For the third year in a row, California lawmakers will consider a controversial housing proposal that would force neighborhoods to allow taller, denser housing near public transportation and job centers.
San Francisco Sen. Scott Wiener — whose Senate Bill 50 has twice been beaten back, in different forms, by an assortment of constituencies focused on California’s housing crisis — on Monday announced revised legislation aimed at satisfying concerns over local control, among other issues, that blocked the bill last year.
Wiener has argued that the best way for California to address its crushing housing shortage is to permit the construction of more apartments near public transit. Increasing the housing supply and density, he contends, will lower rents, reduce traffic and cut emissions from greenhouse gas.
That approach has been supported by a broad political coalition including developers, environmentalists and “Yes In My Backyard” urbanist organizations. But the Legislature and governor have been less persuaded. Wiener’s proposal was blocked last year and the year before by an alliance of suburban homeowners, local governments, and anti-displacement groups who contended the bill invited developers to kill neighborhood character and gentrify lower-income communities.
Chief among the concerns was the fear that local government might lose control over housing decisions, a prerogative cherished not only in city halls across the state but also by many lawmakers in Sacramento. Whether this third iteration of the bill will be the charm politically remains an open question, as does whether Wiener’s softened approach will actually make housing more affordable in California.
“More and more people understand that while SB 50 is not a silver bullet — there’s no such thing — this bill is a big part of addressing the housing crisis,” said Wiener.
The new plan would let cities craft their own housing plans — but wield a big stick against those that don’t comply.
Last year’s bill would have forced cities in counties with more than 600,000 people to allow 4- and 5-story apartment buildings near rail stations and ferry lines. No longer could cities restrict housing around Bay Area BART lines and L.A. Metro lines to single family homes.
The changes unveiled by Wiener today go softer on local governments. Cities will now get two years to develop an alternative housing plan, which they’ll be able to submit to the state housing department. The plans will have to zone for the same amount of housing required by Wiener’s measure, and won’t be able to increase traffic or sprawl. If local governments don’t submit an acceptable alternative, the revised Wiener measure would kick in.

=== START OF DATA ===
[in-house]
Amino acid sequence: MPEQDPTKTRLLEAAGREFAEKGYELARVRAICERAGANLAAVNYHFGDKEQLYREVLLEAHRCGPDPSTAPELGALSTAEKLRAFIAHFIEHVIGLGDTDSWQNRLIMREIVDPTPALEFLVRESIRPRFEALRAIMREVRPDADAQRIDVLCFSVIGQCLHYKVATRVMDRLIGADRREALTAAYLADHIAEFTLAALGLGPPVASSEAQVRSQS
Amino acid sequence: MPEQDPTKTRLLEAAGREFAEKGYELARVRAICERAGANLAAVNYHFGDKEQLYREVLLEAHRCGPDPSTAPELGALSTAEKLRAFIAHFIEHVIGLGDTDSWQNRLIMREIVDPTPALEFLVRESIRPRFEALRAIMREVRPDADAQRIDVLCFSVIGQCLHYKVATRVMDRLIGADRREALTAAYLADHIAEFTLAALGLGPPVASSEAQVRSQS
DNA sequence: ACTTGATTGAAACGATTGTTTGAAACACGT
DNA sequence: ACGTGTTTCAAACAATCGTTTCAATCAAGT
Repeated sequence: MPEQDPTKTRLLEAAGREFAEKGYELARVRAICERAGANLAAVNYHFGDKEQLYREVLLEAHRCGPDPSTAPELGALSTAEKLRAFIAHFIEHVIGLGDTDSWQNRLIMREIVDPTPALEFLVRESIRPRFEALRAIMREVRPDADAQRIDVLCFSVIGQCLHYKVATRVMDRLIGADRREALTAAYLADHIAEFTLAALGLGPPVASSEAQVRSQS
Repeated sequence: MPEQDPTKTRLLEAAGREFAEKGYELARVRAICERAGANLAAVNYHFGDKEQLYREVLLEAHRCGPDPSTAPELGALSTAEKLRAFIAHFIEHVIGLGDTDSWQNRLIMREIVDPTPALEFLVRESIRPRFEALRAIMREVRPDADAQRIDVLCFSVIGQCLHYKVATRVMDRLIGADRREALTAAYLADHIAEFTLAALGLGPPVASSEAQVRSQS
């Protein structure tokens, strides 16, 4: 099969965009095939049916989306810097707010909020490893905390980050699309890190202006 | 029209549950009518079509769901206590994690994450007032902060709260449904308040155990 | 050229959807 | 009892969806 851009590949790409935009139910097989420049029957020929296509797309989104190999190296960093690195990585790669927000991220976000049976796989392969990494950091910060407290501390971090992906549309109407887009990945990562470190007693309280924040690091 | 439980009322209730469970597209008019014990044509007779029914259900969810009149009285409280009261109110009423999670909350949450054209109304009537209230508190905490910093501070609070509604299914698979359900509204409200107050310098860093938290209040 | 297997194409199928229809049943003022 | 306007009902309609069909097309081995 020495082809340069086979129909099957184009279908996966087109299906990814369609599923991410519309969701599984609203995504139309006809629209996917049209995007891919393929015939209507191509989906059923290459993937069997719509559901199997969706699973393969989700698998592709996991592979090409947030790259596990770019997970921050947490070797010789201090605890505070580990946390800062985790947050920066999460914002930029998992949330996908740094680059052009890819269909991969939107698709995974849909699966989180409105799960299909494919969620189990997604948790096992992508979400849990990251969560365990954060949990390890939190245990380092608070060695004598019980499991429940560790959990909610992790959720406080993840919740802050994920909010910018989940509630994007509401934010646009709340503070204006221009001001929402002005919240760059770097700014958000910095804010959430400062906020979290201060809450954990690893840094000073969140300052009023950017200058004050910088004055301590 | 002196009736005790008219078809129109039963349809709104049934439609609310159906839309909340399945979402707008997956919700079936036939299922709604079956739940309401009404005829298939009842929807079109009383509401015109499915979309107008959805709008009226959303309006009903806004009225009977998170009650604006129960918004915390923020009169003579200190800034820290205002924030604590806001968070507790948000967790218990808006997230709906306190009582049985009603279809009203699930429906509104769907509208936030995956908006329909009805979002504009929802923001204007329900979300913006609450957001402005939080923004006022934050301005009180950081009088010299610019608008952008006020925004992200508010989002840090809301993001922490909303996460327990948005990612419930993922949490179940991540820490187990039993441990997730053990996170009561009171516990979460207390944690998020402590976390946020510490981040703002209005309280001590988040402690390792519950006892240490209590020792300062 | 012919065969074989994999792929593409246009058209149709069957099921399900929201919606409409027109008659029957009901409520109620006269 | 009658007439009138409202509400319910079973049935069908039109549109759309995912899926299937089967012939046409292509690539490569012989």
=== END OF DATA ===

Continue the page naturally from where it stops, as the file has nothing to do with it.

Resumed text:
Untouched from last year’s bill is a provision that would let the vast majority of California homeowners convert an existing single family home to a duplex, triplex, or fourplex, regardless of where they live.
The proposal takes its cue from a growing national movement toward density as a solution to sky-high housing prices. Oregon and Minneapolis passed similar measures last year, drawing national media attention and the
scorn of antidevelopment activists.
While a bill signed by Gov. Gavin Newsom in 2019 allowed granny flats to be built on most single-family-home lots in California, this new iteration of Wiener’s bill would go further. That doesn’t necessarily mean residential neighborhoods will become denser overnight, says David Garcia, policy director for the Terner Center for Housing Innovation at the University of California, Berkeley.
That’s because the bill allows single family homes only to be converted to denser housing arrangements — you won’t be able to demolish a home and rebuild multifamily housing on it.
“It really won’t lead to the construction of new fourplexes,” said Garcia, who applauded the spirit of the bill. “It just doesn’t go as far as Oregon or Minneapolis.”
Wiener has assembled an impressive coalition of supporters, but to get the bill through the Legislature he’ll likely need the aid of Newsom, who has called for legislation making it easier to build housing, but has so far resisted explicitly backing Wiener’s bill.
When asked if Newsom now supported the bill in light of the new changes, a spokesman responded via email: “The Governor remains focused as a top priority on getting more housing built all across the state, for people at all income levels. The Governor looks forward to working with the Legislature again this year on housing production, building on last year’s legislative and budget successes.”
“We of course work closely with the governor and his staff … and we keep them apprised of everything that’s happening,” said Wiener. “These were not amendments that the governor asked us to put into the bill.”
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